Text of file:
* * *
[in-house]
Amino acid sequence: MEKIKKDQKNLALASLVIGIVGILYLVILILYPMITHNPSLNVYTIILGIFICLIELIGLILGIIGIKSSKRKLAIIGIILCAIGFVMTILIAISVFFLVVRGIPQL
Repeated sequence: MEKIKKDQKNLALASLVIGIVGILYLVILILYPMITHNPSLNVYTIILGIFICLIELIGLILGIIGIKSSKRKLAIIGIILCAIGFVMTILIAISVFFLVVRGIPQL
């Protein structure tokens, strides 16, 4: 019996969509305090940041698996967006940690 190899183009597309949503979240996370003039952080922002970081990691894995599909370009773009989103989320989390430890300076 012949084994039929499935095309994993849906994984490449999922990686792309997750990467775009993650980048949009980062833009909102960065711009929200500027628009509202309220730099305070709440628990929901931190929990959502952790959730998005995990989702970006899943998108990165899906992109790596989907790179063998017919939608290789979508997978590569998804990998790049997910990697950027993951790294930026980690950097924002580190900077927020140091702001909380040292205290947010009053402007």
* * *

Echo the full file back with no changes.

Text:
[in-house]
Amino acid sequence: MEKIKKDQKNLALASLVIGIVGILYLVILILYPMITHNPSLNVYTIILGIFICLIELIGLILGIIGIKSSKRKLAIIGIILCAIGFVMTILIAISVFFLVVRGIPQL
Repeated sequence: MEKIKKDQKNLALASLVIGIVGILYLVILILYPMITHNPSLNVYTIILGIFICLIELIGLILGIIGIKSSKRKLAIIGIILCAIGFVMTILIAISVFFLVVRGIPQL
């Protein structure tokens, strides 16, 4: 019996969509305090940041698996967006940690 190899183009597309949503979240996370003039952080922002970081990691894995599909370009773009989103989320989390430890300076 012949084994039929499935095309994993849906994984490449999922990686792309997750990467775009993650980048949009980062833009909102960065711009929200500027628009509202309220730099305070709440628990929901931190929990959502952790959730998005995990989702970006899943998108990165899906992109790596989907790179063998017919939608290789979508997978590569998804990998790049997910990697950027993951790294930026980690950097924002580190900077927020140091702001909380040292205290947010009053402007």